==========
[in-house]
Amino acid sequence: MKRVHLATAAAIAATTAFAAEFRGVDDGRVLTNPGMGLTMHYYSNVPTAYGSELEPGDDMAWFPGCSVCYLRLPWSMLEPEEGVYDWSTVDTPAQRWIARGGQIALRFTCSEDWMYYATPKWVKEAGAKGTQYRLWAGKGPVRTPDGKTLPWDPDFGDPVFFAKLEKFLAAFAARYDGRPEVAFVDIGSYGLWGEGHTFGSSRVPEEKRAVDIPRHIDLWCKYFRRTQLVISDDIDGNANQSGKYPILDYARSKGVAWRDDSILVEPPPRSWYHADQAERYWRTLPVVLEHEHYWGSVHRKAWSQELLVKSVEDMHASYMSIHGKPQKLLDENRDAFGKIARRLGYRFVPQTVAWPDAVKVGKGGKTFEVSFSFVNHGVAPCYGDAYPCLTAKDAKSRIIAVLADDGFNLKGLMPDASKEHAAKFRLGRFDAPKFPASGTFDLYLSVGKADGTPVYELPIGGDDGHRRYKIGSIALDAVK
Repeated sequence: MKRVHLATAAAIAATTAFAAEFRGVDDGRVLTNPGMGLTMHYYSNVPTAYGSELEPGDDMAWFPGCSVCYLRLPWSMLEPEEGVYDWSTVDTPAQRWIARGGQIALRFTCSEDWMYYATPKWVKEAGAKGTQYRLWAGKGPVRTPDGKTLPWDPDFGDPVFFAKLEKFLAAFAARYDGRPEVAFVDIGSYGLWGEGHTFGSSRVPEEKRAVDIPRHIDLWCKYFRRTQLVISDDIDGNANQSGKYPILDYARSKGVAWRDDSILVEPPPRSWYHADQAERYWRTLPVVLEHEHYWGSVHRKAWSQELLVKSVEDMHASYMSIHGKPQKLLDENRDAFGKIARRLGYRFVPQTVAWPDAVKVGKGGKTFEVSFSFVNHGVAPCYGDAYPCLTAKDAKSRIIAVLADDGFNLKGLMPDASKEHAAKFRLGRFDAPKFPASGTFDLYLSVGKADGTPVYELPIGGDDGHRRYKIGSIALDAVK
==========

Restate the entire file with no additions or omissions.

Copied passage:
[in-house]
Amino acid sequence: MKRVHLATAAAIAATTAFAAEFRGVDDGRVLTNPGMGLTMHYYSNVPTAYGSELEPGDDMAWFPGCSVCYLRLPWSMLEPEEGVYDWSTVDTPAQRWIARGGQIALRFTCSEDWMYYATPKWVKEAGAKGTQYRLWAGKGPVRTPDGKTLPWDPDFGDPVFFAKLEKFLAAFAARYDGRPEVAFVDIGSYGLWGEGHTFGSSRVPEEKRAVDIPRHIDLWCKYFRRTQLVISDDIDGNANQSGKYPILDYARSKGVAWRDDSILVEPPPRSWYHADQAERYWRTLPVVLEHEHYWGSVHRKAWSQELLVKSVEDMHASYMSIHGKPQKLLDENRDAFGKIARRLGYRFVPQTVAWPDAVKVGKGGKTFEVSFSFVNHGVAPCYGDAYPCLTAKDAKSRIIAVLADDGFNLKGLMPDASKEHAAKFRLGRFDAPKFPASGTFDLYLSVGKADGTPVYELPIGGDDGHRRYKIGSIALDAVK
Repeated sequence: MKRVHLATAAAIAATTAFAAEFRGVDDGRVLTNPGMGLTMHYYSNVPTAYGSELEPGDDMAWFPGCSVCYLRLPWSMLEPEEGVYDWSTVDTPAQRWIARGGQIALRFTCSEDWMYYATPKWVKEAGAKGTQYRLWAGKGPVRTPDGKTLPWDPDFGDPVFFAKLEKFLAAFAARYDGRPEVAFVDIGSYGLWGEGHTFGSSRVPEEKRAVDIPRHIDLWCKYFRRTQLVISDDIDGNANQSGKYPILDYARSKGVAWRDDSILVEPPPRSWYHADQAERYWRTLPVVLEHEHYWGSVHRKAWSQELLVKSVEDMHASYMSIHGKPQKLLDENRDAFGKIARRLGYRFVPQTVAWPDAVKVGKGGKTFEVSFSFVNHGVAPCYGDAYPCLTAKDAKSRIIAVLADDGFNLKGLMPDASKEHAAKFRLGRFDAPKFPASGTFDLYLSVGKADGTPVYELPIGGDDGHRRYKIGSIALDAVK